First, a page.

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I’m guilty of it too. As I mentioned, I caught Big Boi’s last solo tour. Fresh off an ACL injury but still touring, Big Boi couldn't stand for that long, so instead of canceling the tour or cutting it short he merely wheeled a throne onstage. Though he was injured, he gave it his all. I’ll always have this image of him, perched atop the red velvet and gold plated throne, rocking shades, a brave fitted and confident smile. I looked up at him adoringly, “This is everything an emcee should be, ” I thought. Still, as I left the Howard Theater that night, I couldn't help but feel unfulfilled. Hearing “Ms. Jackson,” and “ATLiens“ without Andre left me wanting more. I felt guilty for it, but at the same time, I couldn't help but feel that way. As much as I respect and admire Big, I thought I would forever be stuck on Andre.

But then Big Boi showed up at my window in the middle of the night holding a boombox, blasting Big Grams and, it all clicked.

Andre 3000’s unique style and creativity is what keeps us hanging onto him when we should be praising Big Boi for the exact same thing. Big Boi teamed up with an electronic/pop duo and created an experimental album with incredible life, charisma and color. Still, with the bounce comes a bite. At times it’s brash and comically raunchy - I lost count of all the dick references midway through - but it never feels cheap. Production and direction-wise this album is such a far cry from anything we have heard from Patton, and yet he sounds so comfortable and so at home; he is remarkably agile but never loses that quintessential, heavy-handed rasp. He has the aura and confidence of a 25 year veteran, but he sounds as excited and as hungry as any up-and-comer. This is some of his best, most creative material to date. He is the star of the show. Phantogram caught my attention with songs like “Black Out Days” and "When I'm Small," but they’ve never been able to really connect because, as a hip-hop head, I need some kick, some real bite. The production quality and knack for intoxicating hooks are there, but it's Big Boi who gives the project the real meat. He provides that punch that only hip-hop can bring to the table.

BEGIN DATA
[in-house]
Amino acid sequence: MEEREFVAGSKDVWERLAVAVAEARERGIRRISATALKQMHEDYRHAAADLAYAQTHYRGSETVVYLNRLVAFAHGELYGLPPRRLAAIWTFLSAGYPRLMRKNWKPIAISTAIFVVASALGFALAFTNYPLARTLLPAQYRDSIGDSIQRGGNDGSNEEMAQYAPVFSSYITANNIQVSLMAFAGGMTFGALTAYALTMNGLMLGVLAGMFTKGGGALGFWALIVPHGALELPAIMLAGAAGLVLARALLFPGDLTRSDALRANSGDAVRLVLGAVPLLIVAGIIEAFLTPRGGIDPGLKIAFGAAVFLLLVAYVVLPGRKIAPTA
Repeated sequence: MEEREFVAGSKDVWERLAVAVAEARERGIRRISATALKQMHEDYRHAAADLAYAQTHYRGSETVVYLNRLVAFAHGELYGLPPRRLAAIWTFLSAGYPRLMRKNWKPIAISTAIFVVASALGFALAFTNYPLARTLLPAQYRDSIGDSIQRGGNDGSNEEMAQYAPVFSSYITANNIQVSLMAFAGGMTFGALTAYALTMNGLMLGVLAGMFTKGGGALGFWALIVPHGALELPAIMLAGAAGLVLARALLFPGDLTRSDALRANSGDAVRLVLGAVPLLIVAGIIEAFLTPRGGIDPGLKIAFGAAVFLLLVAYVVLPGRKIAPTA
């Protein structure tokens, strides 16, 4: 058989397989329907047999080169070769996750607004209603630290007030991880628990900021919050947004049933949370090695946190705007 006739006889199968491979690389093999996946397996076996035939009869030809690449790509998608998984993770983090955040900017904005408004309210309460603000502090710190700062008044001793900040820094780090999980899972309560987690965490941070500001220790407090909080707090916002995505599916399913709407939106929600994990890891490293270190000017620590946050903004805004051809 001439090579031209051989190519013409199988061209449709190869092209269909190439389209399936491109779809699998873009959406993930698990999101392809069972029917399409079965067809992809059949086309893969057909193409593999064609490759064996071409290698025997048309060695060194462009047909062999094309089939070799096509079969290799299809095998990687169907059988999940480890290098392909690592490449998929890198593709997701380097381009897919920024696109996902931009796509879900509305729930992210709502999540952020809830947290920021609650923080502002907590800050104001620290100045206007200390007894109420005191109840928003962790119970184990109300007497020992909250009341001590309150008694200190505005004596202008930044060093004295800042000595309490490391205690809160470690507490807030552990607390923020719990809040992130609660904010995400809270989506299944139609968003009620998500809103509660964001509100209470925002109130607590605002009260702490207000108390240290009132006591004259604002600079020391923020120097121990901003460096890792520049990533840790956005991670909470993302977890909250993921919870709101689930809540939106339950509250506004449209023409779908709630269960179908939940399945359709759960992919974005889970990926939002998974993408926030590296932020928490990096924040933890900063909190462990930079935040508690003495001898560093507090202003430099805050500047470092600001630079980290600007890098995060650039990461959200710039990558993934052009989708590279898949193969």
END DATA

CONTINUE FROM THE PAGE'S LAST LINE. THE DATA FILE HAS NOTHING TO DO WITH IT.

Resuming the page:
Take “Put It On Her.” The horn section, those skipping drums and of course a subtle little sample tucked in. That’s a hip-hop song if I’ve ever heard one. Still, it’s not a typical rap album by any means. Just a few song earlier on “Lights On,” Daddy Fat Saxxx​ takes a backseat to Sarah Barthely, letting the song take on a more poppy path. Some songs like "Born To Shine" are the perfect marriage of both styles. On the one hand Run The Jewels will eat your face, but that hook is as rich and sultry as a Bond theme song. No matter where the album meanders sonically, it’s Big Boi who gives it that special feel. He is the engine that sends Big Grams careening into your ears and heart. Big really showed me that next level of creativity, that emphasis on keeping things fresh and different, which to date has made Andre a legend, but more important, more telling than any one line, song, or snare kick, though, is the fact that I didn’t think of Andre 3000 once. Big Boi finally broke free of the ball and chain that had kept him a prisoner of history.

He's done his part. Now it’s up to us.

Let’s use the magical dopeness that is Big Grams to shine a light on the creative force that is Big Boi. Let’s stop chasing ghosts, wondering about what could be, let’s take the guy who treats us right and continues to give us his all, churning out quality material while showing no signs of slowing down. Let’s give him the respect that is long overdue. Maybe then we can all live happily ever after. It works in the movies, right?

Hey, as he said himself on "Big Drums":

"Known to put dick in the friendzone, but only by request like a big song / Not my own heir to an Andre, what's happenin', I see ya."

[Lucas Garrison is a writer for His favorite album is “College Dropout,” but you can also tweet him your favorite Migos songs at @LucasDJBooth. Art by Kelly Malka.]